Celtic were finding more room and more opportunities to attack. Beram Kayal, who had flashes of excellence in the first half was starting to grip the game by the collar – taking the playmaking responsibility to go along with the natural ball-winning drive. And it was Kayal who set Stokes free on the right, being played on-side by a tiring defence and the cross was turned in by a despairing Scott Boyd.

It was the kind of tie-settling goal that defined the match. Setting up in absolutely the correct way – to play hard and put pressure on Celtic’s defence, given a wedge of luck County could’ve taken something from the match. As the game slipped out of reach, County added another striker to make 4-4-2, before arranging into a ramshackle 4-3-3 by the end. But the luck required deservedly fell towards Celtic – as epitomised by the goal.

Lennon meanwhile will be mostly happy with the result, albeit not a performance of the free-flowing attacking verve circa the second half of last season and will cite the weather as a contributing factor. However, the defensive scourge still remains and despite the clean sheet the back three have a long way to go to convince.

For a tactical perspective from the eyes of a Ross County supporter, get over to

Atletico Madrid Vs Celtic – Preview & Scout Report

Edit – it appears that Sion have lost their appeal, so fears of the relevance of this article have been allayed!

Celtic’s unexpected return to Europa League football sees them clamber into an extremely testing group, at the expense of FC Sion whose hopes of successfully appealing are fading fast. The first match (as currently scheduled) is against AtleticoMadridin the Spanish Capital, and like Neil Lennon, who didn’t get the chance to go toValenciato sizeup the opposition, Tictactic has been poring over Atleti’s 1-0 defeat on video instead.

Atletico’s transformation

After a delayed start to the season over a La Liga-wide strike concerning a pay dispute, this was only Spain’s second round of games of the season, and therefore they may be slightly less prepared than they would want to be at this point in the year.

It’s also very early doors in terms of Atletico’s transformation process, having lost absolute pillars of the team in club hero Kun Aguero, Uruguayan powerhouse Diego Forlan, and goalkeeper David De Gea who Sir Alex Ferguson rates high enough to class as Edwin Van Der Saar’s successor. To a lesser extent, replacements were also required for Brazilian midfielder Elias, who the excellent Madrid Atleticos explains had to leave as the squad contained too many non-EU players, and experienced full back Tomas Ujfalusi.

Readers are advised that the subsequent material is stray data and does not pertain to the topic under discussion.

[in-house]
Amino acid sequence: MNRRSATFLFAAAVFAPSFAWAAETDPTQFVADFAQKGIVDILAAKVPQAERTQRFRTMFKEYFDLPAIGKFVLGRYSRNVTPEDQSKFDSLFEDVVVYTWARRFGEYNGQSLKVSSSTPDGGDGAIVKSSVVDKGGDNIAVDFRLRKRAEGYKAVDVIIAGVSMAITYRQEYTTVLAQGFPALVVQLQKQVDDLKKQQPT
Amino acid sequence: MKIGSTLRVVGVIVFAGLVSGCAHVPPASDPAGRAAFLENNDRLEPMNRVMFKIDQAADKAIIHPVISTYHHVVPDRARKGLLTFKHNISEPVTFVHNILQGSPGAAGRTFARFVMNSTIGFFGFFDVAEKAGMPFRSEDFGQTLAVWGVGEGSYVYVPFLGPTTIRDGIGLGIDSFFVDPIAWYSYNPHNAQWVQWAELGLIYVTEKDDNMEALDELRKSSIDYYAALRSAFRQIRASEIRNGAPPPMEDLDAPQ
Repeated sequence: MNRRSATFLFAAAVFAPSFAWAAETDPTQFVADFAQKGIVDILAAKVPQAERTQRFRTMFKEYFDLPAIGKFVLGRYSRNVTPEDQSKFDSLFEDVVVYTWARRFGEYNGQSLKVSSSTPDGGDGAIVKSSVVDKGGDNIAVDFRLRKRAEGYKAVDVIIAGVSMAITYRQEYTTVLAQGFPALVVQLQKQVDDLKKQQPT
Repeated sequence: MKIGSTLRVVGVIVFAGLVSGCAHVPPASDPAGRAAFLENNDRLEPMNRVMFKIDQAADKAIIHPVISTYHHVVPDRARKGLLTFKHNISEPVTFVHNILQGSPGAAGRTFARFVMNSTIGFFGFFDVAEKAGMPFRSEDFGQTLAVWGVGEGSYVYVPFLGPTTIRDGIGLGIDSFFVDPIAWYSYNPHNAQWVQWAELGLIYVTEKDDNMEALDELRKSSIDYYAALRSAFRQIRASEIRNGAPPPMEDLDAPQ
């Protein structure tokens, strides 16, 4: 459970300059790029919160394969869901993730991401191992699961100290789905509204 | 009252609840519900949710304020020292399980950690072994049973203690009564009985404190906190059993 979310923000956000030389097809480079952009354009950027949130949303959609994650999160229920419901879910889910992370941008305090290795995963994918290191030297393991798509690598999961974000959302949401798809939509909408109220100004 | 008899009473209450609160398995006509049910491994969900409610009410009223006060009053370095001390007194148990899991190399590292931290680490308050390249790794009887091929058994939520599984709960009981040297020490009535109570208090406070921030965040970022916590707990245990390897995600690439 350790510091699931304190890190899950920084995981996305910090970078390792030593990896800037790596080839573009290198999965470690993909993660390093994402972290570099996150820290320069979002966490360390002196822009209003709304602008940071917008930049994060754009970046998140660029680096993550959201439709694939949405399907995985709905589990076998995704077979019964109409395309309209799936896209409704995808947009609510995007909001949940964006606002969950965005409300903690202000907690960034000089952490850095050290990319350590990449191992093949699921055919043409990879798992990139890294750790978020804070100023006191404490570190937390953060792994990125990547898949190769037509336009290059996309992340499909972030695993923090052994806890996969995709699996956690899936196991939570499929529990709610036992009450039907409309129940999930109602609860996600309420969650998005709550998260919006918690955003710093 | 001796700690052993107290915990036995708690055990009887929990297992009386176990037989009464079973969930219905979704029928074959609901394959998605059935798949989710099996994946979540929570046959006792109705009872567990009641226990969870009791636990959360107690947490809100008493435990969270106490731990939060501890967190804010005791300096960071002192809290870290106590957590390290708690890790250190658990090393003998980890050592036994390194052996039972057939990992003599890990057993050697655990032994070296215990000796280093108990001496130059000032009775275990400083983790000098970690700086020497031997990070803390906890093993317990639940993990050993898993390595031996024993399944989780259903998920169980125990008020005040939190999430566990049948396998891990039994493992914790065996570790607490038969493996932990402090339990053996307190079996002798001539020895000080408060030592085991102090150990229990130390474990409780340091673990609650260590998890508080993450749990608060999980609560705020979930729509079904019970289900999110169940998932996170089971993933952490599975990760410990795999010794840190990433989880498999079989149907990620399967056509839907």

But Atletico wasted no time in making up for the losses, most notably in the big money signings of Portuguese full-back Silvio (€8m), Turkish wonderkid Arda Turan (€12m – Turkey’s most expensive ever export) and grandest of all, Colombian striker Falcao for a whopping €45m. The latter will be most recognisable for his free-scoring at the tip of Porto’s attacking trident in recent times. His form was central to Andre Villa Boas’ side winning the competition last term.

The signing of Diego on-loan from Werder Bremen is the cherry on top, and the Brazilian playmaker will be looking to recapture the form shown in his first spell inGermany. Perhaps a flop at Porto and Juventus, and certainly a prickly personality (his falling out with Felix Magath precipitated the move to Spain), he’s still making headway in the Atleti squad, trying to regain fitness and match sharpness.

 Atletico Lineup

Atletico 4-4-2 / 4-3-3

Gregorio Manzano made only one change to the side held to a goalless draw by Osasuna back in August, with new signing Miranda coming in for stalwart Luis Perea. The tall Brazilian has broken up a successful and dependable centre-back pairing in Dominguez and Perea, who until this match had kept a clean sheet for an incredible 421 minutes of football. Considering the 27 year old Miranda was sent off on his debut in the Europa League against Stromsgodset, despite this error  it suggests Manzano has faith in his new free signing.

Another contentious selection choice was Thibaut Courtois between the sticks. The 19 year old Belgian not only has big boots to fill following De Gea’s exit, but seems to have jumped the queue for the number one jersey. Well thought of ‘keeper Joel Robles and up and coming Sergio Asenjo were expecting a straight-up fight for a starting place, yet Courtois usurped them both jumping in to number one.